Elections for the office of New York State Senate took place in 2014. A primary election took place on September 9, 2014. The general election took place November 4, 2014. The signature-filing deadline for candidates wishing to run in this election was July 10, 2014. Incumbent Terry W. Gipson was unopposed in the Democratic primary, while Susan J. Serino was unopposed in the Republican primary. Gipson ran on the Working Families Party, Green Party and Tax Relief Now Party tickets. Serino ran on the Conservative Party and Independence Party of New York State tickets. Gipson was defeated by Serino in the general election.[7][8]

The New York State Senate was a battleground chamber that Ballotpedia identified as having the opportunity to switch partisan control in 2014. The New York Senate had a difference in partisan balance between Democrats and Republican of three seats, or 4.8 percent of the chamber. District 41 in the Senate was identified by Ballotpedia, Democrat & Chronicle and Lohud.com as a battleground district that could determine control of the New York State Senate. In a traditionally Republican district, incumbent Terry W. Gipson (D) was defeated by Dutchess County legislator Susan J. Serino (R) in the general election. In 2012, Gipson defeated incumbent Stephen Saland (R) by a margin of victory of 2 percent. In a Siena College poll taken in October, Serino led Sen. Gipson, 52 percent to 40 percent.[9][10]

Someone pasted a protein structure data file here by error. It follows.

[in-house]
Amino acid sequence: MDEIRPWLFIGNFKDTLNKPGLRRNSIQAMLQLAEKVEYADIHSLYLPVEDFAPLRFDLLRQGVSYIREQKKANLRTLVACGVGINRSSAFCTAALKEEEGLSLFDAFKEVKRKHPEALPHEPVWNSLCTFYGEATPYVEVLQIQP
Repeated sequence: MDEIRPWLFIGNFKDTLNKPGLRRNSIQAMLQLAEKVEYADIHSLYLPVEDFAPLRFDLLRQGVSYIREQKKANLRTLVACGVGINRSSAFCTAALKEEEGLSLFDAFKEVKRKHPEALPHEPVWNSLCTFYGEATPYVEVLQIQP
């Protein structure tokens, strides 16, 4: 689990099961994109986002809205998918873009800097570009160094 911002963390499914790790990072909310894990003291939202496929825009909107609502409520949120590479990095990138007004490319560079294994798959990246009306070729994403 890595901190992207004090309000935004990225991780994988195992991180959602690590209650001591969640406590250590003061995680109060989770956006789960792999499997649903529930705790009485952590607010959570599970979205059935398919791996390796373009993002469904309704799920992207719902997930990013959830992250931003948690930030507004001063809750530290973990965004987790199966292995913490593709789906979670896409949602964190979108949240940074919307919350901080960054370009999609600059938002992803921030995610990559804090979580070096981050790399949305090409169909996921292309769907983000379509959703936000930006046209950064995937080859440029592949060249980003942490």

New York State Senate, District 41, General Election, 2014
Party Candidate Vote % Votes
     Democratic Terry W. Gipson Incumbent 47.6% 36,732
     Republican Susan J. Serino 52.4% 40,473
Total Votes 77,205
Source: dos.ny.gov Results are as of 2:05 am with 100% of precincts reporting.

2012

See also: New York State Senate elections, 2012

Elections for the office of New York State Senate consisted of a primary election on September 13, 2012, and a general election on November 6, 2012. The signature-filing deadline for candidates wishing to run in this election was July 12, 2012. Terry W. Gipson (D) defeated incumbent Stephen M. Saland (R) in the general election. Gipson -- who also ran on the Working Families Party ticket -- was unopposed in the Democratic primary. Saland ran and defeated Neil A. DiCarlo in the Republican primary. [11][12]

New York State Senate, District 41, General Election, 2012
Party Candidate Vote % Votes
     Democratic Green check mark transparent.pngTerry W. Gipson 43.8% 53,562
     Republican Stephen Saland Incumbent 42.1% 51,466
     Conservative Neil A. DiCarlo 14.1% 17,300
Total Votes 122,328
New York State Senate, District 41 Republican Primary, 2012
Candidate Vote % Votes
Green check mark transparent.pngStephen Saland Incumbent 50.5% 5,288
Neil DiCarlo 49.5% 5,181
Total Votes 10,469

Campaign contributions

Since 2000, candidates for New York State Senate District 41 have raised a total of $4,000,242. Candidates who raised money in contributions earned $266,683 on average. All figures come from Follow the Money.

Campaign contributions, New York State Senate District 41
Year Amount Candidates Average
2012 $1,293,063 3 $431,021
2010 $868,422 2 $434,211
2008 $570,169 2 $285,085
2006 $446,770 2 $223,385
2004 $298,729 2 $149,365
2002 $264,716 2 $132,358
2000 $258,373 2 $129,187
Total $4,000,242 15 $266,683

See also

External links

References